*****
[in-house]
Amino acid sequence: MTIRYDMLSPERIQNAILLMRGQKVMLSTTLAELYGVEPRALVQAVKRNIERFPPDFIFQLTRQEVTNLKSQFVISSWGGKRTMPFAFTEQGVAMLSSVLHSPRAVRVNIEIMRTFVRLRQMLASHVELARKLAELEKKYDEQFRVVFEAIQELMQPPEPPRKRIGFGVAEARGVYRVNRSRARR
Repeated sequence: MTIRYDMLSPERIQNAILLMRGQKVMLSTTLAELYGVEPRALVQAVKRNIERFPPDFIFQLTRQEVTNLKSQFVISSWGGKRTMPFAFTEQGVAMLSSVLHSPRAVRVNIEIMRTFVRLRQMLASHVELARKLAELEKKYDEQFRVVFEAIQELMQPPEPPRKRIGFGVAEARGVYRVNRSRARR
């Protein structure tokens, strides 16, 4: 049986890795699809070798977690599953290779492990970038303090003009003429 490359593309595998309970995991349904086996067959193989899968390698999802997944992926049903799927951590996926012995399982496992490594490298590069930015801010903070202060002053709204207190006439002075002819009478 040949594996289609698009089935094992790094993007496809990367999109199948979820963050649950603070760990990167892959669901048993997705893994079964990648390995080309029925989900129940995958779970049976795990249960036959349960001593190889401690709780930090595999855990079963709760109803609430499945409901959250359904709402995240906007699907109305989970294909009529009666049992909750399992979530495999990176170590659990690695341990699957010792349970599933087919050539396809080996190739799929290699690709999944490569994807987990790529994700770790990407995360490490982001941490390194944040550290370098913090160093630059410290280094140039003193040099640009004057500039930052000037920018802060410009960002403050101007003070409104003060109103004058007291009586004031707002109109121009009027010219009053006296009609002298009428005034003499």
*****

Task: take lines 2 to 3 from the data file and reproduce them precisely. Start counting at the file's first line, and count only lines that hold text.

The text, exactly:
Amino acid sequence: MTIRYDMLSPERIQNAILLMRGQKVMLSTTLAELYGVEPRALVQAVKRNIERFPPDFIFQLTRQEVTNLKSQFVISSWGGKRTMPFAFTEQGVAMLSSVLHSPRAVRVNIEIMRTFVRLRQMLASHVELARKLAELEKKYDEQFRVVFEAIQELMQPPEPPRKRIGFGVAEARGVYRVNRSRARR
Repeated sequence: MTIRYDMLSPERIQNAILLMRGQKVMLSTTLAELYGVEPRALVQAVKRNIERFPPDFIFQLTRQEVTNLKSQFVISSWGGKRTMPFAFTEQGVAMLSSVLHSPRAVRVNIEIMRTFVRLRQMLASHVELARKLAELEKKYDEQFRVVFEAIQELMQPPEPPRKRIGFGVAEARGVYRVNRSRARR